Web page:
The static function `Math.min()`

returns the lowest-valued number passed into it, or `NaN`

if any parameter isn't a number and can't be converted into one.

Math.min([value1[,value2[, ...]]])

`value1`,`value2`, ...- Zero or more numbers among which the lowest value will be selected and returned.

The smallest of the given numbers. If any one or more of the parameters cannot be converted into a number, `NaN`

is returned. The result is `Infinity`

if no parameters are provided.

Because `min()`

is a static method of `Math`

, you always use it as `Math.min()`

, rather than as a method of a `Math`

object you created (`Math`

is not a constructor).

If no arguments are given, the result is `Infinity`

.

If at least one of arguments cannot be converted to a number, the result is `NaN`

.

This finds the min of `x`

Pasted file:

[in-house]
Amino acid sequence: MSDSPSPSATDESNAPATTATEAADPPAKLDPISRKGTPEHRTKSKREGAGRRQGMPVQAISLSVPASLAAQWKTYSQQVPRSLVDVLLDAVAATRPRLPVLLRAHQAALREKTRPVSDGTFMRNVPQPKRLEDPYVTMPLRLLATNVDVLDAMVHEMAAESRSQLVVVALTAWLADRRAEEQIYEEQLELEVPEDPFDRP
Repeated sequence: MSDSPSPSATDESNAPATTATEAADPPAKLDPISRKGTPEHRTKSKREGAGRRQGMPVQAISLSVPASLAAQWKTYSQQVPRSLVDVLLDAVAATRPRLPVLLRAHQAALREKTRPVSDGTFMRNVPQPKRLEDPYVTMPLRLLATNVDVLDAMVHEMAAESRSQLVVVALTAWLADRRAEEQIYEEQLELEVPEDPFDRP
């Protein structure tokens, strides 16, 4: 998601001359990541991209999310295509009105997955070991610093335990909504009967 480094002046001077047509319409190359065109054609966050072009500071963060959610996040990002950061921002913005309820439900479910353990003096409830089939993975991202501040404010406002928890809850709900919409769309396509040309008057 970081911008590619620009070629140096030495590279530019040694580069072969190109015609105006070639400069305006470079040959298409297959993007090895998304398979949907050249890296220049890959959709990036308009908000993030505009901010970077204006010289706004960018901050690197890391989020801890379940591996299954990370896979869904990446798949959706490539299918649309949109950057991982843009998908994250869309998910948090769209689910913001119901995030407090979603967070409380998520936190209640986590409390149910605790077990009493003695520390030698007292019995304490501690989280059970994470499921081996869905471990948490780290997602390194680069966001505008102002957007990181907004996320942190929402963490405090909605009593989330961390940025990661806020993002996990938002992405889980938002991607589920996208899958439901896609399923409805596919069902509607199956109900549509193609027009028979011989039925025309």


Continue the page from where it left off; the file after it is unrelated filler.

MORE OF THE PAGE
and `y`

and assigns it to `z`

:

var x = 10, y = -20; var z = Math.min(x, y);

`Math.min()`

is often used to clip a value so that it is always less than or equal to a boundary. For instance, this

var x = f(foo); if (x > boundary) { x = boundary; }

may be written as this

var x = Math.min(f(foo), boundary);

`Math.max()`

can be used in a similar way to clip a value at the other end.

Desktop | ||||||
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`min` |
1 | 12 | 1 | 3 | 3 | 1 |

Mobile | ||||||
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`min` |
1 | 18 | 4 | 10.1 | 1 | 1.0 |

Server | |
---|---|

`min` |
0.1.100 |

© 2005–2018 Mozilla Developer Network and individual contributors.

Licensed under the Creative Commons Attribution-ShareAlike License v2.5 or later.

https://wiki.developer.mozilla.org/en-US/docs/Web/JavaScript/Reference/Global_Objects/Math/min